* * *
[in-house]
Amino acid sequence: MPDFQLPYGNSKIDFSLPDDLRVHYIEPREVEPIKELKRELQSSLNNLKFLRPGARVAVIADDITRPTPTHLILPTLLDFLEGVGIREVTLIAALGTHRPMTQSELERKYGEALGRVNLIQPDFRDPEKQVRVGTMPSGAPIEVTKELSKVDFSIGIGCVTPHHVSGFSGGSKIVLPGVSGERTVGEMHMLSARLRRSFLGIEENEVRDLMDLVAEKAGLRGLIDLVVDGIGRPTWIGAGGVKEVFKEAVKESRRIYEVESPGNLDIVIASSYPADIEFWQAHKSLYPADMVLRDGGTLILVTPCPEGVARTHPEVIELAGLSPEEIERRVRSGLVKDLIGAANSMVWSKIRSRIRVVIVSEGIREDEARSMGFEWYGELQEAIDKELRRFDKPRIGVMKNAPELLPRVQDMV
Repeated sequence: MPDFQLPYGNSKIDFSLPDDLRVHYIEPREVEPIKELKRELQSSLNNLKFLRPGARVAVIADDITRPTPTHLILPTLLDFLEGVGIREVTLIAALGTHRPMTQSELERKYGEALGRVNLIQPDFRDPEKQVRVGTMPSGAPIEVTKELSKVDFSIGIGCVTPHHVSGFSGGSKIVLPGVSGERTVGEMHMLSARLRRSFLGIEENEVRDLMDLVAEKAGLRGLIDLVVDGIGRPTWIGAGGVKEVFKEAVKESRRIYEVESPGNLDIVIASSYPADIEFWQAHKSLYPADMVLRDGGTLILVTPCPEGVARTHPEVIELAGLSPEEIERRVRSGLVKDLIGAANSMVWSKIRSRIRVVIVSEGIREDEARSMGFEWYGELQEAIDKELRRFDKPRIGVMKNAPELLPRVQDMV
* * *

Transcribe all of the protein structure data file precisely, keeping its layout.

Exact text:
[in-house]
Amino acid sequence: MPDFQLPYGNSKIDFSLPDDLRVHYIEPREVEPIKELKRELQSSLNNLKFLRPGARVAVIADDITRPTPTHLILPTLLDFLEGVGIREVTLIAALGTHRPMTQSELERKYGEALGRVNLIQPDFRDPEKQVRVGTMPSGAPIEVTKELSKVDFSIGIGCVTPHHVSGFSGGSKIVLPGVSGERTVGEMHMLSARLRRSFLGIEENEVRDLMDLVAEKAGLRGLIDLVVDGIGRPTWIGAGGVKEVFKEAVKESRRIYEVESPGNLDIVIASSYPADIEFWQAHKSLYPADMVLRDGGTLILVTPCPEGVARTHPEVIELAGLSPEEIERRVRSGLVKDLIGAANSMVWSKIRSRIRVVIVSEGIREDEARSMGFEWYGELQEAIDKELRRFDKPRIGVMKNAPELLPRVQDMV
Repeated sequence: MPDFQLPYGNSKIDFSLPDDLRVHYIEPREVEPIKELKRELQSSLNNLKFLRPGARVAVIADDITRPTPTHLILPTLLDFLEGVGIREVTLIAALGTHRPMTQSELERKYGEALGRVNLIQPDFRDPEKQVRVGTMPSGAPIEVTKELSKVDFSIGIGCVTPHHVSGFSGGSKIVLPGVSGERTVGEMHMLSARLRRSFLGIEENEVRDLMDLVAEKAGLRGLIDLVVDGIGRPTWIGAGGVKEVFKEAVKESRRIYEVESPGNLDIVIASSYPADIEFWQAHKSLYPADMVLRDGGTLILVTPCPEGVARTHPEVIELAGLSPEEIERRVRSGLVKDLIGAANSMVWSKIRSRIRVVIVSEGIREDEARSMGFEWYGELQEAIDKELRRFDKPRIGVMKNAPELLPRVQDMV